We detrained at Maux on the morning of the 21st. Maux is about 20 miles northeastward from Paris. From a general knowledge of the front, we could tell that we were pretty near the actual fighting. After leaving the train, we assembled along the highway, where a train of our army trucks began to assemble also. We had a few bites of canned meet and bread, and were loaded twenty-five to a truck. There wasn't room to turn around. We had not been long on the road when we began to meet refugees straggling back from the front, with their scanty belongings with them, some tied up in bundles, and some being hauled in carts. It was a very pathetic sight. All along the road we could see trenches that had bent prepared when the Germans were nearest Paris, in 1914 and 1915. About mid-afternoon I heard my first shell. There was no longer any doubt in our minds as to where we were going. It was hard to understand why we were being rushed to the front without any training. We had seen no papers, so how could we know what had been taking place during the month of June. The sound of those shells brought a realization not to be forgotten of what we were about to enter.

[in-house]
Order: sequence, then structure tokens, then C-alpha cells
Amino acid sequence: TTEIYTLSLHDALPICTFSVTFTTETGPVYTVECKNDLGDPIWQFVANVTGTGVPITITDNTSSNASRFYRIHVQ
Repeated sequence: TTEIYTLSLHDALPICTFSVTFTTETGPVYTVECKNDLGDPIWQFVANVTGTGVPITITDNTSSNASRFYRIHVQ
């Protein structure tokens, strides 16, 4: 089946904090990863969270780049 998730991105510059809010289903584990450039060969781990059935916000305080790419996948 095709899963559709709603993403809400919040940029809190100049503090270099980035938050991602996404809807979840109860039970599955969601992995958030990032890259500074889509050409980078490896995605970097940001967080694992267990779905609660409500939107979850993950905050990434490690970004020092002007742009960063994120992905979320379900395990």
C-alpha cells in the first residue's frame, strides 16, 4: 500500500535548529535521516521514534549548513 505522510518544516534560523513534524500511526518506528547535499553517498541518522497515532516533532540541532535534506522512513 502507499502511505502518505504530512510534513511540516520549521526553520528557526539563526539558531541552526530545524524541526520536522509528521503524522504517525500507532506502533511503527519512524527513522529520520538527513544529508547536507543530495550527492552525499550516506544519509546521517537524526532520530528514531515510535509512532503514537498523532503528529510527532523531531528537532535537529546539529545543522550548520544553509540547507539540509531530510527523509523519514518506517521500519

About four o'clock in the afternoon our truck ride ended There was some delay in assigning us to the different units. Some here, some there, and soon we were all apportioned out. I found myself assigned to a unit stationed in the small village of Merry. It was several days before I knew my company, battalion etc. As soon as we were assigned, we were taken to the galley for supper. The food was the best I had had for many a day. The Red Cross had provided an abundance of canned peaches and I went for seconds, thirds, fourths, and until I was ashamed to ask for any more. I wanted to get one square meal before being killed.
The company to which I was assigned had as a mascot, an ant bear, which had been secured in Vera Cruz. This same animal was later to receive quite a lot of newspaper publicity in the states. He was known as "Jimmie the Ant Bear."